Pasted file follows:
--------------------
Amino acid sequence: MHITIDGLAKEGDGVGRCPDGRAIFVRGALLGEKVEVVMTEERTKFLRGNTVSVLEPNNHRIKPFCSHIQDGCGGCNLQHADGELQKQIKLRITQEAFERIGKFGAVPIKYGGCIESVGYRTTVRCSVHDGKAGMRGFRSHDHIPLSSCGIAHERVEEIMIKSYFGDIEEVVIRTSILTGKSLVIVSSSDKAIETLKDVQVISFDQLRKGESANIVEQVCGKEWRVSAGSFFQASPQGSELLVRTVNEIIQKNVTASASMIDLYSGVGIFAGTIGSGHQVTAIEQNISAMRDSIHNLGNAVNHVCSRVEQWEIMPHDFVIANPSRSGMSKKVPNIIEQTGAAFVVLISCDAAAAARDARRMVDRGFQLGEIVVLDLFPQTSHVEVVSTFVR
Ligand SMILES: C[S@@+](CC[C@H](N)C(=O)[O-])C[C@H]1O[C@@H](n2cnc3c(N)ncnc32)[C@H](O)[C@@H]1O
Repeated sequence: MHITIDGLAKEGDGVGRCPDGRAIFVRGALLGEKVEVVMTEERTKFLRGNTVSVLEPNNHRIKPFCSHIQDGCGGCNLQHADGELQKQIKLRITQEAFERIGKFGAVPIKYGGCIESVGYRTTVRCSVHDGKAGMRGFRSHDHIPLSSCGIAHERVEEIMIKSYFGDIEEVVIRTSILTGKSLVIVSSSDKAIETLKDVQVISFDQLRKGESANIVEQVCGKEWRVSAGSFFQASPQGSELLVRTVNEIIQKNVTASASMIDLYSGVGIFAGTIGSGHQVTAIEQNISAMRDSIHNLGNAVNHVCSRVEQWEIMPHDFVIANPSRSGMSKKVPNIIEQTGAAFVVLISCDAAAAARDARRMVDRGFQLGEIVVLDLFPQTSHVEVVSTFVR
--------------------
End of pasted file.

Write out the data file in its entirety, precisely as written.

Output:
Amino acid sequence: MHITIDGLAKEGDGVGRCPDGRAIFVRGALLGEKVEVVMTEERTKFLRGNTVSVLEPNNHRIKPFCSHIQDGCGGCNLQHADGELQKQIKLRITQEAFERIGKFGAVPIKYGGCIESVGYRTTVRCSVHDGKAGMRGFRSHDHIPLSSCGIAHERVEEIMIKSYFGDIEEVVIRTSILTGKSLVIVSSSDKAIETLKDVQVISFDQLRKGESANIVEQVCGKEWRVSAGSFFQASPQGSELLVRTVNEIIQKNVTASASMIDLYSGVGIFAGTIGSGHQVTAIEQNISAMRDSIHNLGNAVNHVCSRVEQWEIMPHDFVIANPSRSGMSKKVPNIIEQTGAAFVVLISCDAAAAARDARRMVDRGFQLGEIVVLDLFPQTSHVEVVSTFVR
Ligand SMILES: C[S@@+](CC[C@H](N)C(=O)[O-])C[C@H]1O[C@@H](n2cnc3c(N)ncnc32)[C@H](O)[C@@H]1O
Repeated sequence: MHITIDGLAKEGDGVGRCPDGRAIFVRGALLGEKVEVVMTEERTKFLRGNTVSVLEPNNHRIKPFCSHIQDGCGGCNLQHADGELQKQIKLRITQEAFERIGKFGAVPIKYGGCIESVGYRTTVRCSVHDGKAGMRGFRSHDHIPLSSCGIAHERVEEIMIKSYFGDIEEVVIRTSILTGKSLVIVSSSDKAIETLKDVQVISFDQLRKGESANIVEQVCGKEWRVSAGSFFQASPQGSELLVRTVNEIIQKNVTASASMIDLYSGVGIFAGTIGSGHQVTAIEQNISAMRDSIHNLGNAVNHVCSRVEQWEIMPHDFVIANPSRSGMSKKVPNIIEQTGAAFVVLISCDAAAAARDARRMVDRGFQLGEIVVLDLFPQTSHVEVVSTFVR